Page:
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Topic: So you wanna do a repaint (guide/outline for total newbs)  (Read 336 times)
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RedheadWithThread
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« on: May 24, 2018 03:32:11 PM »

If you're here, somewhere, at some point you've probably seen a repainted doll and are interested in doing it for yourself.
Maybe you've been hypnotized by Dollightful's work on YouTube. Or maybe it's Hextian or DollMotion or TheDollFairy? (These are just some of my personal favorite artists.)
Or maybe you just liked the Frankie doll I made for gozer or the doll I made of myself? Wink
No matter who it was or what their work was, someone, somewhere has inspired you and you want to create your own custom doll, which is awesome!

But where do you start?

I will start by saying that I am no expert but I've been interested in this form of art/craft for nearly ten years and have watched/read a lot of tutorials so I know a LOT of useful tips that I'll be sharing here.
I'm also going to point out that this hobby can be rather expensive, especially when you're first starting out.
I personally have a lot of supplies but I bought them all over the course of several years to keep from breaking the bank (which is highly advisable).
I will be breaking it down into sections as replies to this initial post. For your convenience, I'll link each section so that you can jump to the section you're interested in reading.

Links:
FIRST STEP
SEALANTS
WATERCOLOR PENCILS
ACRYLIC PAINTS
SOFT PASTELS/CHALK PASTELS
NOW YOU'RE READY


If there's anything more you want to know that's not here, just leave a comment and I'll do my best to give you the information. It might be something I have to look up, or it might be something that I know but completely forgot to mention!
« Last Edit: May 24, 2018 03:49:36 PM by RedheadWithThread » THIS ROCKS   Logged

RedheadWithThread
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« Reply #1 on: May 24, 2018 03:37:10 PM »

First things first: you need to pick your victim base doll.
Some folks like Barbie, others like Ever After High or Monster High.
There are lots of other dolls out there, but these seem to be the most popular because of how easy they are to find (though Monster High and Ever After High are getting harder to find).
Barbie is really popular, especially with people who don't/can't sew or are new to sewing, because of her huge closet (fashion and shoe packs galore!) but EAH and MH are popular because of their articulation (which is being replaced with fixed joints; yes, I'm salty).
Some people only use new dolls (which can get pricey! Shocked) and others use gently used dolls and others still use dolls that have been well-loved (these usually get a huge overhaul).
I recommend going to a local thrift store and seeing what they have that's in good condition.
For Monster High and Ever After High, make sure they have their lower arms and hands (well, hands for EAH because their lower arms don't come off) unless you want to make prosthetics or otherwise modify their arms (turn them into wings or something).
And check the hips of Monster High for elastic.
There's nothing wrong with elastic hips: it just means the doll is older and the elastic might be loose/about to break and will need replaced sooner or later.
You can also buy them online but often the online prices are higher unless you buy a huge lot, which you don't want to do unless you know for sure this hobby is for you (WARNING: it can be addictive: I have about 80 dolls in my stock box, maybe more.)

Part of this step is, if they're used, give them a warm bath with Dawn dish soap (or another dish soap: I just personally use Dawn; handsoap is also good) then set them aside to air dry or dry them with a lint-free towel (something woven, not terry cloth/fluffy).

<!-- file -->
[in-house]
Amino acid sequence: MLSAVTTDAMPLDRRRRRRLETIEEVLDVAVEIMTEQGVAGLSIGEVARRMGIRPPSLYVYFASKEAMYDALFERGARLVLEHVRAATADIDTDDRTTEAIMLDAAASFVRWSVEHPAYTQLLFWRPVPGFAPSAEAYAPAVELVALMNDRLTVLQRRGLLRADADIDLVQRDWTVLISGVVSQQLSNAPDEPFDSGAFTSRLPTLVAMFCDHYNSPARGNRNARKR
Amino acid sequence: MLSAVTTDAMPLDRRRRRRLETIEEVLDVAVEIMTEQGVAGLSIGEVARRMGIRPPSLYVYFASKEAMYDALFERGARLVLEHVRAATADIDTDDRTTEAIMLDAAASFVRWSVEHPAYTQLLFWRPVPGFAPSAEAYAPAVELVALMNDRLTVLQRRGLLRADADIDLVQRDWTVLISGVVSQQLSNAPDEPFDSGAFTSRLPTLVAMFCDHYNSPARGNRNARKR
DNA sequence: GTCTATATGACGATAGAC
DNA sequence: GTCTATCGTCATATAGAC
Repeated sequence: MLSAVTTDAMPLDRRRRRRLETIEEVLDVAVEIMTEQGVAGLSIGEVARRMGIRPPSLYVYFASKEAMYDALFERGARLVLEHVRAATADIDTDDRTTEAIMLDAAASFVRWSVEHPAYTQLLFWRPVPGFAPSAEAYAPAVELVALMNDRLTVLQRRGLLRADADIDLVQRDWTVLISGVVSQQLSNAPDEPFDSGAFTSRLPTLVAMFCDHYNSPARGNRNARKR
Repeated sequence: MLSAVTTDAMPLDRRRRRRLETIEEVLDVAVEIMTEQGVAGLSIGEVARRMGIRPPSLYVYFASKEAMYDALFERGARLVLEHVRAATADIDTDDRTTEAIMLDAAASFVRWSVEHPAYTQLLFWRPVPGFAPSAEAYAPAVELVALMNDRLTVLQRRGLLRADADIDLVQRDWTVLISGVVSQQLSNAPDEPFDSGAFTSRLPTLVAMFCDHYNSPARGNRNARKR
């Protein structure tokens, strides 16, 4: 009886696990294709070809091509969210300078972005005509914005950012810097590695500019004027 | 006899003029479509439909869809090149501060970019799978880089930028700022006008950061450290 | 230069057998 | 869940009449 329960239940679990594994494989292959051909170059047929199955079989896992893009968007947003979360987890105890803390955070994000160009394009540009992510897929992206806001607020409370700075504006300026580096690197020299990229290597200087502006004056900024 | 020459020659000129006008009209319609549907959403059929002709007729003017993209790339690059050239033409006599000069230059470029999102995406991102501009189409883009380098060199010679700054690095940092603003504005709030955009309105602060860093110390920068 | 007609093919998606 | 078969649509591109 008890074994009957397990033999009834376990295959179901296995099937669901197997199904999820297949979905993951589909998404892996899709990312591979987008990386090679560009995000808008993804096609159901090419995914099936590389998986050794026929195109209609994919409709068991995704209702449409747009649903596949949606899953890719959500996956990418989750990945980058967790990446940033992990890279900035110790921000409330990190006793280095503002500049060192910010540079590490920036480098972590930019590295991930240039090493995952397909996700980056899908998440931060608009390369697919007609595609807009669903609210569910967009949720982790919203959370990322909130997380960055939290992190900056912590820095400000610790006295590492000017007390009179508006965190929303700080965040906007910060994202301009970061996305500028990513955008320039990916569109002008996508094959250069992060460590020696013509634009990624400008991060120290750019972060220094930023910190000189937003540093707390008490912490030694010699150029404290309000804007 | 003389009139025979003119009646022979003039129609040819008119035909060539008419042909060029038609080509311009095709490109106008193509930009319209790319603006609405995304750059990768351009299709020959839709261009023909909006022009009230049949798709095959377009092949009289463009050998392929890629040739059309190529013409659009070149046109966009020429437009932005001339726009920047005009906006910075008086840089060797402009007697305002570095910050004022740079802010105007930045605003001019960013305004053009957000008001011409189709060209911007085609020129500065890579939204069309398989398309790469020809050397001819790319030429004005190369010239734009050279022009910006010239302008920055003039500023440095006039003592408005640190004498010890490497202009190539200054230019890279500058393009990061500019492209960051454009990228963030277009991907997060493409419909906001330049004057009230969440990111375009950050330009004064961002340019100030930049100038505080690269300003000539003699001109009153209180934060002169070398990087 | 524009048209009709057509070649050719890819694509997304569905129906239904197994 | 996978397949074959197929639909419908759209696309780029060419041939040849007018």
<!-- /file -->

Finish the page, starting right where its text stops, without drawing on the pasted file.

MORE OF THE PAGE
If the doll has a strong odor, soaking them in warm water (enough to submerge the doll) with liquid fabric softener can help get rid of the smell. I've been told a soak in a vinegar bath also works but I've never tried it myself.
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RedheadWithThread
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« Reply #2 on: May 24, 2018 03:39:18 PM »

Let's talk about sealants since it's the first thing you put on your doll's face.
Many doll customizers consider Mr. Super Clear UV Cut, aka MSC, to be the holy grail of sealants. It is made by a Japanese company called Mr. Hobby and is formulated specifically to adhere to plastic and vinyl as it is made with custom toys and figures in mind. It gives the doll's face/head a bit of tooth for the pencils, paints, and/or pastels to hold onto.
But it's expensive.
It can be found for $13/can on USA Gundam Store's website and that's not including shipping. Shocked (It's also available on Amazon but not as cheap though if you have Prime, it could be worth it to get it faster.)

There's a cheaper version of MSC (non-UV Cut) but you want the UV Cut variety because it keeps the sealant from yellowing over time due to prolonged exposure to light and/or sunlight. Yellowing can't be fixed and no one wants all their hard work ruined like that.

Even if you don't think $13/can is a terribly high price for sealant, there's the fact that you need a respirator mask to use it because it can irritate your lungs if you inhale it and those little paper masks don't work.
I bought my respirator from Amazon for $15 and it's a disposable one (supposedly good for 40 hours of use, if properly stored when not in use, which I do). A good reusable one (which I plan to upgrade to soon) costs about $15 on Amazon, and that's not including the vapor filters, which are around $9/pair and more. Shocked

If you choose to use MSC, apply it in short bursts instead of one continous one and don't hold it too close to the doll or you can cause clouding (white-ish discoloration).
Clouding can also be caused by using it when it's too cold outside. Using it while too hot may also cause clouding but I always use mine at night when it's less humid/cooler. I don't use it at all in the winter because I live where it's always humid and I worry about clouding.
MSC is a bit finicky compared to brush-on sealant, but it's definitely worth it for how it helps your pencils/paints/pastels stick to the doll.
But, on the bright side, if it does cloud up, you can use your acetone to remove it. Though if you get clouding after painting, the acetone will also take off all your hard work Shocked
If you aren't 100% sure that this hobby is for you (or you don't want to break the bank) you can use a brush-on matte sealant/varnish that you can pick up at Michael's or other craft store.